Purpose: To retrospectively evaluate the clinical behavior of direct anterior composite restorations performed with a universal adhesive or with a three-step etch-and-rinse (E&R) adhesive.
Keywords: anterior teeth, Class-IV, direct restoration, etch-and-rinse, universal adhesive
Material and Methods: Patients were randomly treated with a three-step E&R adhesive (Optibond FL, Kerr) or a universal adhesive (Clearfil Universal Bond Quick, Kuraray Noritake) applied in E&R mode. All restorations were performed with a nanohybrid composite (ClearFil Majesty ES-2, Kuraray Noritake) by the same experienced operator. Two calibrated examiners evaluated the restorations using a dental mirror and explorer, in accordance with modified United States Public Health Service (USPHS) procedures. Clinical events were registered and classified as either failure (F), survival (SR), or success (S).
Results: 168 restorations were evaluated in 90 patients with an average follow-up period of 37.9 (± 22.9) months. A total of 132 restorations were performed on vital teeth, and 36 were performed on endodontically treated teeth (ETT). A total of 128 Class-IV and 40 Class-III restorations were performed. In 89 restorations, a three-step E&R adhesive was applied (14 Class-III and 75 Class-IV), while in 79, a universal adhesive was used (26 Class-III and 53 Class-IV, p = 0.0091). A Cox regression analysis was performed (p < 0.05) to analyze which factors were involved in the failure of the restorations, considering failure (F) as restorations that needed re-intervention at the follow-up period of 37.9 (± 22.9) months. No statistically significant differences were observed when considering parameters directly involved with the adhesives tested. Endodontically treated teeth were more prone to fractures (p = 0.0006) compared to vital teeth. Restorations made with universal adhesives failed by fracturing significantly more frequently (p = 0.0234), while restorations made on endodontically treated teeth had a significantly worse outcome (p = 0.0001). Restorations made on canines also failed significantly more frequently (HR = 3.8, 95% CI = 1.4–10.1, p = 0.0062).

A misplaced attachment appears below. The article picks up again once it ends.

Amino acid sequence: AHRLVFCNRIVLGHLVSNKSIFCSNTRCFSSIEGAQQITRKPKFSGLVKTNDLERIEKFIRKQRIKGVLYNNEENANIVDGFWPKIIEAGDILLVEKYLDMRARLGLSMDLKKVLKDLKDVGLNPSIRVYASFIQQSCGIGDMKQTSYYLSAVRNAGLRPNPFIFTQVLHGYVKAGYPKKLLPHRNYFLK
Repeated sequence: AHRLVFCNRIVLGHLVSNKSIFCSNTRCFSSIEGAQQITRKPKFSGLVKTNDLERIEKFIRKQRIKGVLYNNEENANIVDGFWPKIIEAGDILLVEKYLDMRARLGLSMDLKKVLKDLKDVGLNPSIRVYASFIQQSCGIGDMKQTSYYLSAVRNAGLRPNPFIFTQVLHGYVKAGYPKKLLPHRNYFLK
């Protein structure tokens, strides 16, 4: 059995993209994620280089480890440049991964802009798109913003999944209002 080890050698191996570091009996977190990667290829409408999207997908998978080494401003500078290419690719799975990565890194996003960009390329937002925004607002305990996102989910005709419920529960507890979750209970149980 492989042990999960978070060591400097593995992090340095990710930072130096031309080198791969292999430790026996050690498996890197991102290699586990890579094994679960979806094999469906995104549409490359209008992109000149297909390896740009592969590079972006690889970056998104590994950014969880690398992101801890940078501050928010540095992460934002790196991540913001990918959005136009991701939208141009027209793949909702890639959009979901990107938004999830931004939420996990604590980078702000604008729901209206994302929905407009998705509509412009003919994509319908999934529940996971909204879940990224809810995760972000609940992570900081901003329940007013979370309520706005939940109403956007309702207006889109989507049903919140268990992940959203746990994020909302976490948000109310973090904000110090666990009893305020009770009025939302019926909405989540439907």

Conclusions: Based on the obtained results, both the universal adhesive and the three-step E&R adhesive proved to be good treatment choices for direct anterior restorations after 37.9 (± 22.9) months of follow-up. Tooth vitality seems fundamental for the prognosis of a direct anterior composite restoration over time.